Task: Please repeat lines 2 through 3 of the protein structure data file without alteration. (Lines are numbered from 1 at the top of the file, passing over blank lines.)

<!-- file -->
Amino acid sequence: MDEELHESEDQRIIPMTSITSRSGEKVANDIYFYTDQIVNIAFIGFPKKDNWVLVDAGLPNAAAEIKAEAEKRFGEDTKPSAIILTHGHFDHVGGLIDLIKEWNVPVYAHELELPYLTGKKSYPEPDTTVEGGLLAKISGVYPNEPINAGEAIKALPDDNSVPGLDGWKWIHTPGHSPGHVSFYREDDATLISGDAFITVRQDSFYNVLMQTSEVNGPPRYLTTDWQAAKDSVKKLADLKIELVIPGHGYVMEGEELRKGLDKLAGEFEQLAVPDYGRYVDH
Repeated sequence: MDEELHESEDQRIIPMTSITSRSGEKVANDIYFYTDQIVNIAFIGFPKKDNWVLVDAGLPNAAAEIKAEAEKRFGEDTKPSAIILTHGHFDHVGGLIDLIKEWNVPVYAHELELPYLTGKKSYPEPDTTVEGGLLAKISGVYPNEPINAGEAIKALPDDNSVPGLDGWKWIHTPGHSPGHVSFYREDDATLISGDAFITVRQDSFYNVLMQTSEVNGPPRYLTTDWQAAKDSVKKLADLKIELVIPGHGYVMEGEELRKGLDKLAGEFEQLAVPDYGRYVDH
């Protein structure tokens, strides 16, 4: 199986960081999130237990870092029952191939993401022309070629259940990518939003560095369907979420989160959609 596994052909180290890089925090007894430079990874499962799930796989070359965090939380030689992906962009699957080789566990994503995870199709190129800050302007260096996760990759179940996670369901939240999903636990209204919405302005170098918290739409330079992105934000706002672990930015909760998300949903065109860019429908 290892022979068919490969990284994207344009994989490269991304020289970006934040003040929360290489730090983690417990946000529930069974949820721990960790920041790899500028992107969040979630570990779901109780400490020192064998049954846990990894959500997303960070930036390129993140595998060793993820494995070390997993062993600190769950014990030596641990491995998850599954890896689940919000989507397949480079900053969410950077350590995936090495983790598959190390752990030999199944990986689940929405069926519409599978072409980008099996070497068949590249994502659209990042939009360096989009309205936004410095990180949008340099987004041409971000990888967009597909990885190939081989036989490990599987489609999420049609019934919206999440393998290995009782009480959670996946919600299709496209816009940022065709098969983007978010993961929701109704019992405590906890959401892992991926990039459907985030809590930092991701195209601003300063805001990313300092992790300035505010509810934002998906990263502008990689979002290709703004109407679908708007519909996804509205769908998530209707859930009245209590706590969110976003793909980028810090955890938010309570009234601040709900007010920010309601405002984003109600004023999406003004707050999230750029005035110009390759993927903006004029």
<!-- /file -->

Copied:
Repeated sequence: MDEELHESEDQRIIPMTSITSRSGEKVANDIYFYTDQIVNIAFIGFPKKDNWVLVDAGLPNAAAEIKAEAEKRFGEDTKPSAIILTHGHFDHVGGLIDLIKEWNVPVYAHELELPYLTGKKSYPEPDTTVEGGLLAKISGVYPNEPINAGEAIKALPDDNSVPGLDGWKWIHTPGHSPGHVSFYREDDATLISGDAFITVRQDSFYNVLMQTSEVNGPPRYLTTDWQAAKDSVKKLADLKIELVIPGHGYVMEGEELRKGLDKLAGEFEQLAVPDYGRYVDH
């Protein structure tokens, strides 16, 4: 199986960081999130237990870092029952191939993401022309070629259940990518939003560095369907979420989160959609 596994052909180290890089925090007894430079990874499962799930796989070359965090939380030689992906962009699957080789566990994503995870199709190129800050302007260096996760990759179940996670369901939240999903636990209204919405302005170098918290739409330079992105934000706002672990930015909760998300949903065109860019429908 290892022979068919490969990284994207344009994989490269991304020289970006934040003040929360290489730090983690417990946000529930069974949820721990960790920041790899500028992107969040979630570990779901109780400490020192064998049954846990990894959500997303960070930036390129993140595998060793993820494995070390997993062993600190769950014990030596641990491995998850599954890896689940919000989507397949480079900053969410950077350590995936090495983790598959190390752990030999199944990986689940929405069926519409599978072409980008099996070497068949590249994502659209990042939009360096989009309205936004410095990180949008340099987004041409971000990888967009597909990885190939081989036989490990599987489609999420049609019934919206999440393998290995009782009480959670996946919600299709496209816009940022065709098969983007978010993961929701109704019992405590906890959401892992991926990039459907985030809590930092991701195209601003300063805001990313300092992790300035505010509810934002998906990263502008990689979002290709703004109407679908708007519909996804509205769908998530209707859930009245209590706590969110976003793909980028810090955890938010309570009234601040709900007010920010309601405002984003109600004023999406003004707050999230750029005035110009390759993927903006004029």